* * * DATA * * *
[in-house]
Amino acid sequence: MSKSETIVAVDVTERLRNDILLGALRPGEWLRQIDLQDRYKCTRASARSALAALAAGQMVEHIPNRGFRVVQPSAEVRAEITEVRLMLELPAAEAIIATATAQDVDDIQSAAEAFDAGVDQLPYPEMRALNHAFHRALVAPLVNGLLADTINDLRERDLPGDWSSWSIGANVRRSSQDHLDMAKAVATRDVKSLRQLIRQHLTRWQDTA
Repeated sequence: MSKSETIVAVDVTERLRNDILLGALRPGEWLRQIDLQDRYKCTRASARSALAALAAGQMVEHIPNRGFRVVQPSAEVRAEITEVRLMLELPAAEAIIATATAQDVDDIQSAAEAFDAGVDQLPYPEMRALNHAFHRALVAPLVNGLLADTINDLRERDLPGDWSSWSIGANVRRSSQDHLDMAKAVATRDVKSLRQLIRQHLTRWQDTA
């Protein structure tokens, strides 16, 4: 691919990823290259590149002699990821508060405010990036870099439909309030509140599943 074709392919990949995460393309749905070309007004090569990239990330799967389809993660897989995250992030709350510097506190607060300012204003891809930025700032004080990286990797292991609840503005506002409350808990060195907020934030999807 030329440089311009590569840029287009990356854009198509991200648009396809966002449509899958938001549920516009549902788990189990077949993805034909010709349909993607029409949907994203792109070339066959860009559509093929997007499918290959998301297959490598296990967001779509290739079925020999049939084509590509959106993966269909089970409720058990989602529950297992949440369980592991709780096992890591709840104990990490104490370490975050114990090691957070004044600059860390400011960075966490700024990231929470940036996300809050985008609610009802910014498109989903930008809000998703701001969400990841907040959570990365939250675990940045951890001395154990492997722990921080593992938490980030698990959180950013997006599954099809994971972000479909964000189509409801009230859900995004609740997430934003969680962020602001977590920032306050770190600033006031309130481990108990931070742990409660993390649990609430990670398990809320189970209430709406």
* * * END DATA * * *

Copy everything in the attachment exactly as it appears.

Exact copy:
[in-house]
Amino acid sequence: MSKSETIVAVDVTERLRNDILLGALRPGEWLRQIDLQDRYKCTRASARSALAALAAGQMVEHIPNRGFRVVQPSAEVRAEITEVRLMLELPAAEAIIATATAQDVDDIQSAAEAFDAGVDQLPYPEMRALNHAFHRALVAPLVNGLLADTINDLRERDLPGDWSSWSIGANVRRSSQDHLDMAKAVATRDVKSLRQLIRQHLTRWQDTA
Repeated sequence: MSKSETIVAVDVTERLRNDILLGALRPGEWLRQIDLQDRYKCTRASARSALAALAAGQMVEHIPNRGFRVVQPSAEVRAEITEVRLMLELPAAEAIIATATAQDVDDIQSAAEAFDAGVDQLPYPEMRALNHAFHRALVAPLVNGLLADTINDLRERDLPGDWSSWSIGANVRRSSQDHLDMAKAVATRDVKSLRQLIRQHLTRWQDTA
């Protein structure tokens, strides 16, 4: 691919990823290259590149002699990821508060405010990036870099439909309030509140599943 074709392919990949995460393309749905070309007004090569990239990330799967389809993660897989995250992030709350510097506190607060300012204003891809930025700032004080990286990797292991609840503005506002409350808990060195907020934030999807 030329440089311009590569840029287009990356854009198509991200648009396809966002449509899958938001549920516009549902788990189990077949993805034909010709349909993607029409949907994203792109070339066959860009559509093929997007499918290959998301297959490598296990967001779509290739079925020999049939084509590509959106993966269909089970409720058990989602529950297992949440369980592991709780096992890591709840104990990490104490370490975050114990090691957070004044600059860390400011960075966490700024990231929470940036996300809050985008609610009802910014498109989903930008809000998703701001969400990841907040959570990365939250675990940045951890001395154990492997722990921080593992938490980030698990959180950013997006599954099809994971972000479909964000189509409801009230859900995004609740997430934003969680962020602001977590920032306050770190600033006031309130481990108990931070742990409660993390649990609430990670398990809320189970209430709406």